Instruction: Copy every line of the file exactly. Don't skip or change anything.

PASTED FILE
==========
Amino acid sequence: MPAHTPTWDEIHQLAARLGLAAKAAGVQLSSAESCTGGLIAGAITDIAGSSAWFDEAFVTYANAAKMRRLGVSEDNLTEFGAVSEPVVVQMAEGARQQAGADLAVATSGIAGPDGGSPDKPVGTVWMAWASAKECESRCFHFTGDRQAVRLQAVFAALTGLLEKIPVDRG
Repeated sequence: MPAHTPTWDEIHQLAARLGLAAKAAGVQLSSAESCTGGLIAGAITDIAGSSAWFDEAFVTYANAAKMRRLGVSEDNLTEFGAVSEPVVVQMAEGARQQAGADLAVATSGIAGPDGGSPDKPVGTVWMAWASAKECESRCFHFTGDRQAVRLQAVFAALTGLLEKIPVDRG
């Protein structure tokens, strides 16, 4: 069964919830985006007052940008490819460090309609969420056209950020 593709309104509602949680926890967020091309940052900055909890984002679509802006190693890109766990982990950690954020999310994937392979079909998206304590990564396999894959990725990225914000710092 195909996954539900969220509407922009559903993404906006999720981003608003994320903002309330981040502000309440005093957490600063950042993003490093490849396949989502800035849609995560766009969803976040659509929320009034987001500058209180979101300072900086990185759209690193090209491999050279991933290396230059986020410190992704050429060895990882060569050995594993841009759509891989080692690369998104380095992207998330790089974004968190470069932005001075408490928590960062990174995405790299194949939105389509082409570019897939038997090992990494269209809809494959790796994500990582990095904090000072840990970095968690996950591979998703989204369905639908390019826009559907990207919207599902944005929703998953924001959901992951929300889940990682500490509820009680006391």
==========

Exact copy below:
Amino acid sequence: MPAHTPTWDEIHQLAARLGLAAKAAGVQLSSAESCTGGLIAGAITDIAGSSAWFDEAFVTYANAAKMRRLGVSEDNLTEFGAVSEPVVVQMAEGARQQAGADLAVATSGIAGPDGGSPDKPVGTVWMAWASAKECESRCFHFTGDRQAVRLQAVFAALTGLLEKIPVDRG
Repeated sequence: MPAHTPTWDEIHQLAARLGLAAKAAGVQLSSAESCTGGLIAGAITDIAGSSAWFDEAFVTYANAAKMRRLGVSEDNLTEFGAVSEPVVVQMAEGARQQAGADLAVATSGIAGPDGGSPDKPVGTVWMAWASAKECESRCFHFTGDRQAVRLQAVFAALTGLLEKIPVDRG
């Protein structure tokens, strides 16, 4: 069964919830985006007052940008490819460090309609969420056209950020 593709309104509602949680926890967020091309940052900055909890984002679509802006190693890109766990982990950690954020999310994937392979079909998206304590990564396999894959990725990225914000710092 195909996954539900969220509407922009559903993404906006999720981003608003994320903002309330981040502000309440005093957490600063950042993003490093490849396949989502800035849609995560766009969803976040659509929320009034987001500058209180979101300072900086990185759209690193090209491999050279991933290396230059986020410190992704050429060895990882060569050995594993841009759509891989080692690369998104380095992207998330790089974004968190470069932005001075408490928590960062990174995405790299194949939105389509082409570019897939038997090992990494269209809809494959790796994500990582990095904090000072840990970095968690996950591979998703989204369905639908390019826009559907990207919207599902944005929703998953924001959901992951929300889940990682500490509820009680006391």